Exploding targets are cause of at least 16 wildfires in western US states, costing more than US$33M in fire suppression costs, says US Forest Service as agency's northern region prohibits unpermitted explosives on national forest system lands
May 20, 2014
– The Regional Forester for the Forest Service’s Northern Region has signed a regional closure order prohibiting unpermitted explosives on national forest system lands, specifically to prohibit the use of exploding targets. Regional Forester Faye Krueger signed the order citing both public safety concerns and the potential for igniting wildfires.
“National Forest System Lands are ideal for a wide range of recreational activities that include hunting and sport shooting,” Krueger said. “We must also ensure that recreational users are safe in their pursuits, and that we eliminate the risk of wildfires from explosive targets.”
In the past two years, exploding targets have been identified as the cause of at least 16 wildfires in the western states, costing taxpayers more than $33 million in fire suppression costs. The closure order includes all 12 national forests and grasslands in the Northern Region, covering northern Idaho, Montana, North Dakota and remaining portions of South Dakota not already under a closure order by the Rocky Mountain region.
Forest Service law enforcement officers have noted a steady increase in the use of these targets at ranges and other areas of national forest lands over the past few years.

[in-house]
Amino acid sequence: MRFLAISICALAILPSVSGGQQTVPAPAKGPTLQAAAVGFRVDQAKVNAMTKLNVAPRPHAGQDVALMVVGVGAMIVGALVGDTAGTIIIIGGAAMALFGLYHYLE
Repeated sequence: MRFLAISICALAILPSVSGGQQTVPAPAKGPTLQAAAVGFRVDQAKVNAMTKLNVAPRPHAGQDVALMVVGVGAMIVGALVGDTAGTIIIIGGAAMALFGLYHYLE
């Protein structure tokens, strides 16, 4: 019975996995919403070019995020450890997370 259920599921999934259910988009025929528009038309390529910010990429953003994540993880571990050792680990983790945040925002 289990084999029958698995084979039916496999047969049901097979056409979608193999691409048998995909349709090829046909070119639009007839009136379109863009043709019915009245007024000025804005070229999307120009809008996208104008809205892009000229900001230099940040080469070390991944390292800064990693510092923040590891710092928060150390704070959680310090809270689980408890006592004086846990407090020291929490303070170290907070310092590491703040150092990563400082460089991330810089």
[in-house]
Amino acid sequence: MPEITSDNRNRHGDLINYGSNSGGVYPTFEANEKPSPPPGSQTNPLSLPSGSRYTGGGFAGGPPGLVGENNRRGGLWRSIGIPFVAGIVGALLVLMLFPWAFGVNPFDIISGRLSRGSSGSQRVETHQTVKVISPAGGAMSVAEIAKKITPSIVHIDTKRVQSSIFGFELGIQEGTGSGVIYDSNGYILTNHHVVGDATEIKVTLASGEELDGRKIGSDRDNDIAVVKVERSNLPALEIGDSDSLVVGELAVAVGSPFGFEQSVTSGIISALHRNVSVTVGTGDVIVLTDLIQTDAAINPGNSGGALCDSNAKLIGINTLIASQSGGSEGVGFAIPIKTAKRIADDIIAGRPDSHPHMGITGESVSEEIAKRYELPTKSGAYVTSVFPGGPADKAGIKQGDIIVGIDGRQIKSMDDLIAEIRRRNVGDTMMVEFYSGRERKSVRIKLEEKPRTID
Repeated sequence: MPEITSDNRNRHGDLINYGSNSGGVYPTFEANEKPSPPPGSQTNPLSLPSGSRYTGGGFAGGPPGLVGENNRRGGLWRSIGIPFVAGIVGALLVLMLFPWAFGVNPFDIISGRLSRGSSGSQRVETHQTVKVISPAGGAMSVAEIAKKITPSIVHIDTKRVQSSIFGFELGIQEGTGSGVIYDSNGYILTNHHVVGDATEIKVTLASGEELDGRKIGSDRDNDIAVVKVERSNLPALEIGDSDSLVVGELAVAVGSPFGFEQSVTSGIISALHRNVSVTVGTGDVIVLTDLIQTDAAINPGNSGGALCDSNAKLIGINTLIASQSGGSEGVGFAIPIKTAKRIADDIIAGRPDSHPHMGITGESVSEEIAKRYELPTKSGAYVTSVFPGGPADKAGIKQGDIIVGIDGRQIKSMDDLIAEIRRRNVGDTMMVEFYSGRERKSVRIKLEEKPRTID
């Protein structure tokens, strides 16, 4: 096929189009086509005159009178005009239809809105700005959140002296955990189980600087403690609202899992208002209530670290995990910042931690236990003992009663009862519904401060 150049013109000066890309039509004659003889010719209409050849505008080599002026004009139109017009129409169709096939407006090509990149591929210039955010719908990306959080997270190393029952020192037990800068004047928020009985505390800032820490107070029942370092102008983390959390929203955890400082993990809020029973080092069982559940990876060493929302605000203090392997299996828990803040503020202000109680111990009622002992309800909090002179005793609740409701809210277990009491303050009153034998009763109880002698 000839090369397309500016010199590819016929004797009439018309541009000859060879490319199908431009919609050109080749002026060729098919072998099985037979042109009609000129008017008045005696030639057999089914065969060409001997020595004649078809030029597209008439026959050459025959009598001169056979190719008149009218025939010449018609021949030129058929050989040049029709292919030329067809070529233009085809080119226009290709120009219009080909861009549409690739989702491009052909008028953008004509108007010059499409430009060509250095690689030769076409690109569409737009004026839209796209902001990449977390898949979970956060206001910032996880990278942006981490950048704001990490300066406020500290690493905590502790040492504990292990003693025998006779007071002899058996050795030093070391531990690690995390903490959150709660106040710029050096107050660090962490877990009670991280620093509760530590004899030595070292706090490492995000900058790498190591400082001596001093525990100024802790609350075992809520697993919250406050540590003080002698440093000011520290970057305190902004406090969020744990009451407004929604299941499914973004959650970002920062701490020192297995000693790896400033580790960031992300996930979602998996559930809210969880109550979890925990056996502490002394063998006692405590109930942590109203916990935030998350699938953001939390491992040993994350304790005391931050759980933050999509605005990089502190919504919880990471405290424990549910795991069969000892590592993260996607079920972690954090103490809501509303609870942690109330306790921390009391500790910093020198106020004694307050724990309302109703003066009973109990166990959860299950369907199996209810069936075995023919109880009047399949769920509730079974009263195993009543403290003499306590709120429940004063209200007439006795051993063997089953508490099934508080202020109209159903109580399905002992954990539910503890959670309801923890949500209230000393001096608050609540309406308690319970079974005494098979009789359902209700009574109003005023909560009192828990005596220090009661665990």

Exploding targets can be purchased legally and are intended for use as a target for firearms practice. They generally consist of two or more separate dry chemical components that become an explosive when mixed together. The separate, unmixed components are legal to possess on National Forest System lands in the region. However, once the compounds are mixed, the Bureau of Alcohol, Tobacco, Firearms and Explosives classifies them as an explosive.
The targets explode when struck by a bullet, and the resulting fireball can ignite vegetation and surrounding materials. The force of the explosion can also launch debris at high speeds that can seriously injure or kill bystanders.
“Exploding targets pose a very real safety threat to visitors and our employees” said U.S. Forest Service Chief Tom Tidwell. “In the past year alone, at least 16 wildfires on national forests have been associated with exploding targets, causing millions of dollars in suppression costs while threatening the safety and well-being of surrounding communities.”
The closure is effective immediately across the Northern Region forests and grasslands. Under the order, anyone caught using an exploding target faces a fine of up to $5,000 and imprisonment for up to six months.